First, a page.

United States District Court, E.D. Kentucky, Southern Division, London
MEMORANDUM OPINION AND ORDER
L Bunning United States District Judge.
brought this action pursuant to 42 U.S.C. § 405(g) to
obtain judicial review of an administrative decision of the
Commissioner of Social Security. The Court, having reviewed
the record, will affirm the Commissioner's decision, as
it is supported by substantial evidence.
FACTUAL BACKGROUND AND PROCEDURAL HISTORY
24, 2013, Plaintiff Danny Ray Couch protectively filed his
application for disability insurance benefits, alleging
disability as of June 21, 2013. (Tr. 136-42). Plaintiff's
claim was denied initially and on reconsideration. (Tr. 58-86
and 68-76). On January 27, 2015, Administrative Law Judge
Sheila Lowther conducted an administrative hearing at
Plaintiff's request. (Tr. 28-57). ALJ Lowther ruled that
Plaintiff was not entitled to benefits on April 10, 2015.
(Tr. 13-27). This decision became the final decision of the
Commissioner when the Appeals Council denied review on
September 8, 2015. (Tr. 2-7).
November 3, 2015, Plaintiff filed the instant action. (Doc. #
1). This matter has culminated in cross motions for summary
judgment, which are now ripe for the Court's review.
(Docs. # 9 and 10).
Overview of the Process
review of the Commissioner's decision is restricted to
determining whether it is supported by substantial evidence
and was made pursuant to proper legal standards. See
Cutlip v. Sec'y of Health & Human Servs., 25
F.3d 284, 286 (6th Cir. 1994). “Substantial
evidence” is defined as “more than a scintilla of
evidence but less than a preponderance; it is such relevant
evidence as a reasonable mind might accept as adequate to
support a conclusion.” Id. Courts are not to
conduct a de novo review, resolve conflicts in the
evidence, or make credibility determinations. Id.
Rather, we are to affirm the Commissioner's decision,
provided it is supported by substantial evidence, even if we
might have decided the case differently. See Her v.
Comm'r of Soc. Sec., 203 F.3d 388, 389-90 (6th Cir.
ALJ, in determining disability, conducts a five-step
analysis. Step 1 considers whether the claimant is still
performing substantial gainful activity; Step 2, whether any
of the claimant's impairments are “severe”;
Step 3, whether the impairments meet or equal a listing in
the Listing of Impairments; Step 4, whether the claimant can
still perform his past relevant work; and Step 5, whether
significant numbers of other jobs exist in the national
economy which the claimant can perform. As to the last step,
the burden of proof shifts from the claimant to the
Commissioner. See Jones v. Comm'r of Soc. Sec.,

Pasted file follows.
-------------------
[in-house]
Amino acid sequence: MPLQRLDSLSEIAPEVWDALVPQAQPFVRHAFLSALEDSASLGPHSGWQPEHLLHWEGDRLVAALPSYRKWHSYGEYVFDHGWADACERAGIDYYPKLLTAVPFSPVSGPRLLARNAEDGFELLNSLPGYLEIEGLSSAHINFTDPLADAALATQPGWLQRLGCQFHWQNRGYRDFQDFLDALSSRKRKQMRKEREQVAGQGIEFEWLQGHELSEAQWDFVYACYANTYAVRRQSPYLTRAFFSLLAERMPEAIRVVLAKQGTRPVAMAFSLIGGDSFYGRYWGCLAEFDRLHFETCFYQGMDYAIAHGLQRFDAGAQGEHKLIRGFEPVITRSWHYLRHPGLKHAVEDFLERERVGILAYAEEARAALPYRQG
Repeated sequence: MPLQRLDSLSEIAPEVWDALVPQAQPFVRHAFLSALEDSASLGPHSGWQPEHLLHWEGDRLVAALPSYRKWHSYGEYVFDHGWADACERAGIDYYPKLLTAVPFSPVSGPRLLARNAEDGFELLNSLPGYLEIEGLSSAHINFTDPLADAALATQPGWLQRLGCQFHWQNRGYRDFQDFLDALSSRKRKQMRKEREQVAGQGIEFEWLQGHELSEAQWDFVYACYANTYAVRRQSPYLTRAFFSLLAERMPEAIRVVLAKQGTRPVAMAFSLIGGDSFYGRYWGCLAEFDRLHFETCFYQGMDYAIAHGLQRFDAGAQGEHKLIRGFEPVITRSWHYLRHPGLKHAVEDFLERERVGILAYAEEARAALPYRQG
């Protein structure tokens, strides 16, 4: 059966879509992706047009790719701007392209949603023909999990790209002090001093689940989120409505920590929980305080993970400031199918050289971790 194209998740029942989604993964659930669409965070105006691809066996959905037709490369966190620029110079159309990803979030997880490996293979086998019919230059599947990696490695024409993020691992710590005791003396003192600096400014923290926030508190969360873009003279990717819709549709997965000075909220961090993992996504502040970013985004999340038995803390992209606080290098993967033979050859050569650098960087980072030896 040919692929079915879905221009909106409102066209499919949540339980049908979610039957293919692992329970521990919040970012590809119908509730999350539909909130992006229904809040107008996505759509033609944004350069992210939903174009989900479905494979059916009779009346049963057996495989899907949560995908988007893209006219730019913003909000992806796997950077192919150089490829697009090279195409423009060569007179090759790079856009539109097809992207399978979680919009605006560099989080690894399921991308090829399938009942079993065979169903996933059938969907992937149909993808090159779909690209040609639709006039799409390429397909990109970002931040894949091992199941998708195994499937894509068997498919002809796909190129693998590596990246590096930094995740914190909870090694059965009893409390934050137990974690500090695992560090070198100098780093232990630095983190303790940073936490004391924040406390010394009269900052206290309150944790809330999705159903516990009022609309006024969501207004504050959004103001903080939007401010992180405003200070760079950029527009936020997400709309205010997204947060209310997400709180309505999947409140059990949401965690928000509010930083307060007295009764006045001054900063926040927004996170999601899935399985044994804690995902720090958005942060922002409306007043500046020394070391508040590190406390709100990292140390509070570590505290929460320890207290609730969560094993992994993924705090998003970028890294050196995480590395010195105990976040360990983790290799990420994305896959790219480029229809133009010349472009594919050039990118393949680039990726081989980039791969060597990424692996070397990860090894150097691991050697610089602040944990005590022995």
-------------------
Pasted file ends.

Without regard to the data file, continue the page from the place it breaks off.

336 F.3d 469, 474 (6th Cir. 2003); Preslar v. Sec'y
of Health & Human Servs., 14 F.3d 1107, 1110 (6th
The ALJ's Determination
1, the ALJ found that Plaintiff did not engage in substantial
gainful activity from his alleged onset date (June 21, 2013)
through his date last insured. (Tr. 18). At Step 2, the ALJ
determined that Plaintiff had the following severe
impairments through the date last insured: (1) history of
right ankle sprain; (2) mild degenerative disc disease of the
lumbar spine; (3) history of right shoulder injury; and (4)
3, the ALJ concluded that Plaintiff does not have an
impairment or combination of impairments listed in, or
medically equal to, an impairment listed in 20 C.F.R. Part
404, Subpart P, Appendix 1. (Tr. 18-19). Specifically, the
ALJ found that Plaintiff's spinal impairments did not
meet the requirements of Listing 1.04 (disorders of the
spine), or Listing 1.02 A or B (major dysfunction of a
joint). (Id.). In reaching this conclusion, the ALJ
noted that the record contained no evidence of nerve root
compression, spinal arachnoiditis, or lumbar spinal stenosis
with accompanying ineffective ambulation, nor problems with
ambulation or involvement of a major joint in each upper
extremity. (Id.). The ALJ also noted that while
obesity may combine with other impairments to increase the
severity or functional limitation of other impairments, the
record in this case did not provide support for such a
4, the ALJ concluded that Plaintiff has the residual
functional capacity (“RFC”) to perform medium
work, as defined in 20 C.F.R. § 404.1567(c), except that
he can “stand and walk six hours of an eight hour day;
sit six hours of an eight hour day; and frequently reach and
handle with the right arm.” (Id.). The ALJ
further found that Plaintiff was able to perform past
relevant work as a tipple supervisor. (Tr. 23).
the ALJ did not proceeded to the final step of the sequential
evaluation. (Id.). Based on the testimony of the VE
and Plaintiff's RFC, the ALJ found that Plaintiff was
capable of performing his past relevant work, and thus
concluded that he was not ...